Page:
[ M E T R I C S F R A M E W O R K ]
A major issue in linking marketing spending with financial performance is the length of time it takes to realize benefits from such expenditure. The benefit out of other functional spending is generally short term and visible. Operating costs in manufacturing, supply chain, sales, IT, Finance etc. provide immediate benefit that is visible and tangible in most cases. Money spent on marketing programs, however may take multiple years before the benefit is fully achieved and realized.
A second challenge with marketing spending is the lack of cause and effect relationship between the marketing programs and the financial results. For example, the outcome from marketing programs aimed at developing brand loyalty or improving customer relationship is hard to measure directly in financial terms.
Thirdly, the nature of the marketing programs is risky. Marketing executives argue that their marketing programs are investment in the future of the company. Accounting rules, however, consider these spending as expenses for the period and require to be charged off on the P&L statement of the current period. Influenced by accounting principles, financial managers unfortunately in general have not enthusiastically pursued ways and means to measure the ROI on marketing spending.
In the table below, a framework has been presented to show the linkages between typical marketing activities and marketing objectives with the corporate and financial goals of a company. This framework is based on the balanced scorecard approach, as developed by Robert Kaplan and David Norton. This framework considers the marketing activities as input to reach marketing objectives which lead to realization of corporate and financial goals. Put differently, marketing activities and marketing objectives should be treated as ‘input’ and corporate and financial goals should be considered as ‘outcome’.
Typical marketing activities can be clustered into the following categories
1. Demand Generation: Mainly consisting of selling and demand generation activities including short term marketing campaigns and promotions aimed at increasing sales.
2. Customer Fulfillment: Customer support activities focused on optimizing and delivering on a compelling customer value proposition.
3. Customer Relationship: Comprised of marketing communication, loyalty programs, and customer retention activities.
4. Branding & Image: Public relations, brand promotion and brand/corporate advertisement.
5. Infrastructure & Capability: Mainly IT and HR related structure and support activities. These activities and costs are considered ‘enablers’ for all other marketing activities.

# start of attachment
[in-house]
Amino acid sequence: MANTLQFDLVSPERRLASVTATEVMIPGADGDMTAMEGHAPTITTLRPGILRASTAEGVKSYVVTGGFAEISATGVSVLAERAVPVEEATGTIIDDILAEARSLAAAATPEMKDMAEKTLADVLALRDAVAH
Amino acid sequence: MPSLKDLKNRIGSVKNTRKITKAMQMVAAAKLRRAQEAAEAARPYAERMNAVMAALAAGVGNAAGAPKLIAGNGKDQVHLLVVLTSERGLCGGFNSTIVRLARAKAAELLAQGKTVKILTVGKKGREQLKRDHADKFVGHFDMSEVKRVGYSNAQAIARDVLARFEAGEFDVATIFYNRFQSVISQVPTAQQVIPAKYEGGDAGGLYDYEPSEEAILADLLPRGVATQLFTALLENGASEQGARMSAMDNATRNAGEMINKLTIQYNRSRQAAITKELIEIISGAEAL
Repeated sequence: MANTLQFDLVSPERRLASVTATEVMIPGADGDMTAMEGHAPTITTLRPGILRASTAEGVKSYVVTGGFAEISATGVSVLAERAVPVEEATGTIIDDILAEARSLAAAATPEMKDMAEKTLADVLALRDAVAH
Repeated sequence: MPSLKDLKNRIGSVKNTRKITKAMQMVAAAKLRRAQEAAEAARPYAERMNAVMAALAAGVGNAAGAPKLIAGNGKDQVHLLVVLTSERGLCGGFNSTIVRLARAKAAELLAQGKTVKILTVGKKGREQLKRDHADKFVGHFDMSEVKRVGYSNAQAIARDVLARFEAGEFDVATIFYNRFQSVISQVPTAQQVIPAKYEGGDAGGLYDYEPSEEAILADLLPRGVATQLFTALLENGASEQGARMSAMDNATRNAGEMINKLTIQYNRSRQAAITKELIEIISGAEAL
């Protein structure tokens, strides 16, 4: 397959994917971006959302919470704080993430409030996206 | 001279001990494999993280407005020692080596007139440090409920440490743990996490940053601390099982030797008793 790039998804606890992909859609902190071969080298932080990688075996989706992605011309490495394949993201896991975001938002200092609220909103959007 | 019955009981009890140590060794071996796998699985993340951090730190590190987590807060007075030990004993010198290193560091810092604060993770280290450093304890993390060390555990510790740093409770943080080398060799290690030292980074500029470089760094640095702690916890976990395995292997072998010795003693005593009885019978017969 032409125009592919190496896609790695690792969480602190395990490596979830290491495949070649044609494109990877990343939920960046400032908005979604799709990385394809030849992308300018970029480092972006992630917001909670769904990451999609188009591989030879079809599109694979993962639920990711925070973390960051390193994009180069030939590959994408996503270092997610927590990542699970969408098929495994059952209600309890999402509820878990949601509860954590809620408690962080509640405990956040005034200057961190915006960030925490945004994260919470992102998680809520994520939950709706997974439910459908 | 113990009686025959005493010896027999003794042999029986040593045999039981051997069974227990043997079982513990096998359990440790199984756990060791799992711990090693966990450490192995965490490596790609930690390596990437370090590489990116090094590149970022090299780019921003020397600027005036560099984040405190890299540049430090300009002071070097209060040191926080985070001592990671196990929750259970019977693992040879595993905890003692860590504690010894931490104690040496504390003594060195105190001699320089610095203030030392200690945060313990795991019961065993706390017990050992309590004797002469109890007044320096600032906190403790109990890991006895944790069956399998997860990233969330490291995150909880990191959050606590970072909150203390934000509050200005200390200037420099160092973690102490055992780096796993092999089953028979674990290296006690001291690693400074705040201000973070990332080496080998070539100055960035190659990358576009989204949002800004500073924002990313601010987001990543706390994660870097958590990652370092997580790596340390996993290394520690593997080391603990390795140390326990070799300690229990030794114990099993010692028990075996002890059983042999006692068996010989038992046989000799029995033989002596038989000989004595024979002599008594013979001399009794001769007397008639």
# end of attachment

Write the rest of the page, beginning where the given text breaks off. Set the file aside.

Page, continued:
It should be noted that the expected impact of different market activities varies in timeframe depending upon the category involved. Demand generation and customer fulfillment activities are short term in nature and their impact is usually noticeable within a year. Customer relationship activities are somewhat mid-term in nature and the impact of such activities is more significant in 1 to 2 year timeframe. Branding and Image building activities are long term in nature and their impact usually results in 2 to 4 year time period.
In the remainder of this book, the metrics have been proposed for each category listed above. It is to be noted however that the metrics suggested under each category are not mutually exclusive. Different metrics serve multiple purposes and can be used to measure the progress of several marketing objectives. This book should serve as a reference guide for the marketing professionals interested in developing and implementing an initial framework of marketing metrics in their organizations with an objective to create linkage and visibility towards accomplishing financial goals.
It is important to reiterate that many marketing programs are long term in nature and it is not possible to see the results and outcome in the same year when the money is spent. Unfortunately, accounting rules require closing the accounting periods on a quarterly or at most yearly basis. This creates challenge for many business managers to understand the linkage between cost and benefit. According to accounting rules, all marketing spending is considered expenses and charged off in the same year when spent.
A system and framework of marketing metrics, when regularly maintained and updated, help provide a better, meaningful and more realistic picture of the marketing and financial performance of the company. It is highly risky to depend and use only the accounting information for managing strategic part of the business. Accounting information is prepared based on strict GAAP rules and has its uses and benefits for the external shareholder. Marketing executives must ensure that their marketing performance is not being interpreted through accounting information only.